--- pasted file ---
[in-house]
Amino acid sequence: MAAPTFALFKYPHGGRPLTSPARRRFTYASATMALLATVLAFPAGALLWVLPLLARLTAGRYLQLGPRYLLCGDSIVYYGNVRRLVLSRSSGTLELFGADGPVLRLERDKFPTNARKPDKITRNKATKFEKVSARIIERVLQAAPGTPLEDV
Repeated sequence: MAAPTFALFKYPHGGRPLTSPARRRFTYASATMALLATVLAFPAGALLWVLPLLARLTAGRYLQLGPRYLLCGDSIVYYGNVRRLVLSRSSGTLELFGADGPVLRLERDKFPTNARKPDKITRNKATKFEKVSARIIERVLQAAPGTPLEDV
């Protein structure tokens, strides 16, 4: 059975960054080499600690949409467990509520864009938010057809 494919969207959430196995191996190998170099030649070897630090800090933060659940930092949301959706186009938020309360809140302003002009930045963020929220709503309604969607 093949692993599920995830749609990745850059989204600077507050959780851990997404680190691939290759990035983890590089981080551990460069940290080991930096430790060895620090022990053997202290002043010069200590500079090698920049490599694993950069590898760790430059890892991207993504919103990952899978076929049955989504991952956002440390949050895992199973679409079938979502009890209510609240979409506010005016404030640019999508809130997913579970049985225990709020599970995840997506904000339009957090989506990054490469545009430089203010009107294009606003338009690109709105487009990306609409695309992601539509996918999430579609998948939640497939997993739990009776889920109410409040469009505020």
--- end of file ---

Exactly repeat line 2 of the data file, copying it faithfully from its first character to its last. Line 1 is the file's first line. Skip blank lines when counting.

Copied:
Amino acid sequence: MAAPTFALFKYPHGGRPLTSPARRRFTYASATMALLATVLAFPAGALLWVLPLLARLTAGRYLQLGPRYLLCGDSIVYYGNVRRLVLSRSSGTLELFGADGPVLRLERDKFPTNARKPDKITRNKATKFEKVSARIIERVLQAAPGTPLEDV